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Oscar Wilde "The picture of Dorian Gray"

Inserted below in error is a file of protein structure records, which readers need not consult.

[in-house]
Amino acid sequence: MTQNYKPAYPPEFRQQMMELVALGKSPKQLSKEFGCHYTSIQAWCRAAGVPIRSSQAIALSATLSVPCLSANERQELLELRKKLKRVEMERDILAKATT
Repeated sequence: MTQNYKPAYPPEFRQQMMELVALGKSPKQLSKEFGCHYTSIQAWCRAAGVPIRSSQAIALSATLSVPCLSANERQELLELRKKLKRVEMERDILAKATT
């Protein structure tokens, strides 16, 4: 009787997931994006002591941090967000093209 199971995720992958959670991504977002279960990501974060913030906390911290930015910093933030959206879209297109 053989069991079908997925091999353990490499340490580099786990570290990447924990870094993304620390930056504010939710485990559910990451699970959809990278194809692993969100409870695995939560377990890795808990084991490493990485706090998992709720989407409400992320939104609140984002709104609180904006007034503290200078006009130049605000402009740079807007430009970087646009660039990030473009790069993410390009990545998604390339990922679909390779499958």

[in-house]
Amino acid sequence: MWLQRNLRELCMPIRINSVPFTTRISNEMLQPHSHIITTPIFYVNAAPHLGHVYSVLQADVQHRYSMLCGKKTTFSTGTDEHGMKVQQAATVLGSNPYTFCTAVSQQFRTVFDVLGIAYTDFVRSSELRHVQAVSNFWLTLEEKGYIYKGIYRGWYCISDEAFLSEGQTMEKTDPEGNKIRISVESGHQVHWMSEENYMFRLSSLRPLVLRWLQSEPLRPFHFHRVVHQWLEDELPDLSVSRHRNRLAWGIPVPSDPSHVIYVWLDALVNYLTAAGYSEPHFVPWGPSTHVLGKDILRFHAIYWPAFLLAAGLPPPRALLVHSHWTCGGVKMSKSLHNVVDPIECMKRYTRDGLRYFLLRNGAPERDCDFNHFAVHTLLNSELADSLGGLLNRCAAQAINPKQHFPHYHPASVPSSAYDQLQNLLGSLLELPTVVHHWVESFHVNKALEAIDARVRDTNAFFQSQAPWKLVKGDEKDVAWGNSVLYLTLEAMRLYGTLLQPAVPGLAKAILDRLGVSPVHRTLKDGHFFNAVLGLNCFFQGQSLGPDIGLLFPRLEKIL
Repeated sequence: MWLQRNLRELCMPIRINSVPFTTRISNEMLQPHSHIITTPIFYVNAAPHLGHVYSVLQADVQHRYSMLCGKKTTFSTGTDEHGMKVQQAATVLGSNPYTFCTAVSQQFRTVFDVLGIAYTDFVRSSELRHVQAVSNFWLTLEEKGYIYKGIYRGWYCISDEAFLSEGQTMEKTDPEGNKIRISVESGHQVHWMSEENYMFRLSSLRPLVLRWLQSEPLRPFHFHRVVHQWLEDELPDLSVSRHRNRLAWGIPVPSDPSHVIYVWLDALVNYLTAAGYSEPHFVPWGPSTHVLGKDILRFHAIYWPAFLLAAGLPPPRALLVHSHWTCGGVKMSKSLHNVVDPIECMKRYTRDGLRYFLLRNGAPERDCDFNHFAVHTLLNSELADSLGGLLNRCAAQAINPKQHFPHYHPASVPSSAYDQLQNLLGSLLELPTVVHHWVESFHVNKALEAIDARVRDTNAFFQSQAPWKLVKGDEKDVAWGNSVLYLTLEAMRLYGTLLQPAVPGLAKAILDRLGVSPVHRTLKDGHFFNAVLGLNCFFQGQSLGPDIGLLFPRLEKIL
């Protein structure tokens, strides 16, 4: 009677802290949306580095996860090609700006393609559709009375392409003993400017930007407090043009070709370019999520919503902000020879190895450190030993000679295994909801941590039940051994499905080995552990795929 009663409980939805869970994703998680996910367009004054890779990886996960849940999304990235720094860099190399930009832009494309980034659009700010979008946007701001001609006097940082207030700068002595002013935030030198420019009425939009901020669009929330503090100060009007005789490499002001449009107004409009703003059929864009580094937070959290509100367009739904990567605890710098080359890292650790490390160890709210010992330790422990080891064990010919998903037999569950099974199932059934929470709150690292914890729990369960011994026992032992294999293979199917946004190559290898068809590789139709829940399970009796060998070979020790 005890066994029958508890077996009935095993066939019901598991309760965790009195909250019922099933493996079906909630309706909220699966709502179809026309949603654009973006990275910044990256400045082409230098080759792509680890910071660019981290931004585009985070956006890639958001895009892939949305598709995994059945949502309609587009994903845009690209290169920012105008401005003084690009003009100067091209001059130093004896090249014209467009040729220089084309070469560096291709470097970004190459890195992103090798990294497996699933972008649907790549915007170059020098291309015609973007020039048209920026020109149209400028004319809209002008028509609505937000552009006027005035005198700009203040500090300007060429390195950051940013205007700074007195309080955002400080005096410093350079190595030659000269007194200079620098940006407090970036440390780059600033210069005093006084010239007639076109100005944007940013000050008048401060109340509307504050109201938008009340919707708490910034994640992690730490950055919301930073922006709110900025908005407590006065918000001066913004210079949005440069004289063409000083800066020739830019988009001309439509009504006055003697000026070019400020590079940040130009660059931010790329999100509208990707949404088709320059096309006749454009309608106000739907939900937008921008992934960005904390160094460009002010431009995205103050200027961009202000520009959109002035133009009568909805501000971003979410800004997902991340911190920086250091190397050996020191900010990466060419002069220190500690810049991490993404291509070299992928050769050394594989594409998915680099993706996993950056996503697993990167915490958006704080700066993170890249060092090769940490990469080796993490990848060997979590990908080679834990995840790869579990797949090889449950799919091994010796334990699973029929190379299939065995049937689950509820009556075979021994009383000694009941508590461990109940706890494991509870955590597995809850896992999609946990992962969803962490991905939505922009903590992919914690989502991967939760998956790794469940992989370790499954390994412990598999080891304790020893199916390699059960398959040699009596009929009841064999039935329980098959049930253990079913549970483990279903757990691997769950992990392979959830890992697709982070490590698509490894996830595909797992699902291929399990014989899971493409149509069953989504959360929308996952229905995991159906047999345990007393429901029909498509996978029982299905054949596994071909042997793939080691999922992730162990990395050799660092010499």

HE S A E LI GUIS IC U IVERSI Y AF ER V. BRUSOV OSCAR WILDE: HE PIC URE OF DORIA GRAY Yereva 2009 Oscar Wilde Oscar Fi gal O'Flaher ie Wills Wilde (16 Oc ober 1854 – 30 ovember 1900) was a Irish playwrigh , poe a d au hor of umerous shor s ories a d o e ovel. K ow for his bi i g wi , he became o e of he mos successful playwrigh s of he la e Vic oria era i Lo do , a d o e of he grea es «celebri ies» of his day. Several of his plays co i ue o be widely performed, especially he Impor a ce of Bei g Ear es . As he resul of a widely covered series of rials, Wilde suffered a drama ic dow fall a d was impriso ed for wo years' hard labour af er bei g co vic ed of homosexual rela io ships, described as «gross i dece cy» wi h o her me . Af er Wilde was released from priso he se sail for Dieppe by he igh ferry, ever o re ur o Irela d or Bri ai . Oscar Wilde was bor a 21 Wes la d Row, Dubli . Oscar Wilde was educa ed a home u il he was i e. He he a e ded Por ora Royal School i E iskille , Ferma agh, spe di g he summer mo hs wi h his family i rural Wa erford, Wexford a d a his fa her's family home i Mayo. Wilde had a disappoi i g rela io ship wi h he pres igious Oxford U io . O ma ricula i g i 1874, he had applied o joi he U io , bu failed o be elec ed. ever heless, whe he U io 's libraria reques ed a prese a io copy of Poems (1881), Wilde complied. Af er a deba e called by Oliver El o , he book was co dem ed for alleged plagiarism a d re ur ed o Wilde. While a Magdale , Wilde wo he 1878 ewdiga e Prize for his poem Rave a, which he read a E cae ia; he failed o wi he Cha cellor's E glish Essay Prize wi h a essay ha would be published pos humously as he Rise of His orical Cri icism (1909). I ovember 1878, he gradua ed wi h a double firs i classical modera io s a d Li erae Huma iores, or «Grea s». A Oxford U iversi y, Wilde pe i io ed a Maso ic Lodge a d was la er raised o he sublime degree of Mas er Maso re ai i g his membership i he Craf u il his dea h. Lege ds persis ha his behaviour cos him a du ki g i he River Cherwell i addi io o havi g his rooms rashed, bu he cul spread amo g cer ai segme s of socie y o such a ex e ha la guishi g a i udes, « oo- oo» cos umes a d aes he icism ge erally became a recog ized pose. Publica io s such as he Spri gfield Republica comme ed o Wilde's behavior duri g his visi o Bos o i order o give lec ures o aes he icism, sugges i g ha Wilde's co duc was more of a bid for o orie y ra her ha a devo io o beau y a d he aes he ic. Wilde's mode of dress also came u der a ack by cri ics such as Higgi so , who wro e i his paper U ma ly Ma hood, of his ge eral co cer ha Wilde's effemi acy would i flue ce he behaviour of me a d wome , argui g ha his poe ry «eclipses masculi e ideals u der such i flue ce me would become effemi a e da dies». He also scru i ized he li ks be wee Oscar Wilde's wri i g, perso al image a d homosexuali y, calli g his work a d way of life «immoral». Wilde was deeply impressed by he E glish wri ers Joh Ruski a d Wal er Pa er, who argued for he ce ral impor a ce of ar i life. Wilde la er comme ed iro ically whe he wro e i he Pic ure of Doria Gray ha «All ar is qui e useless».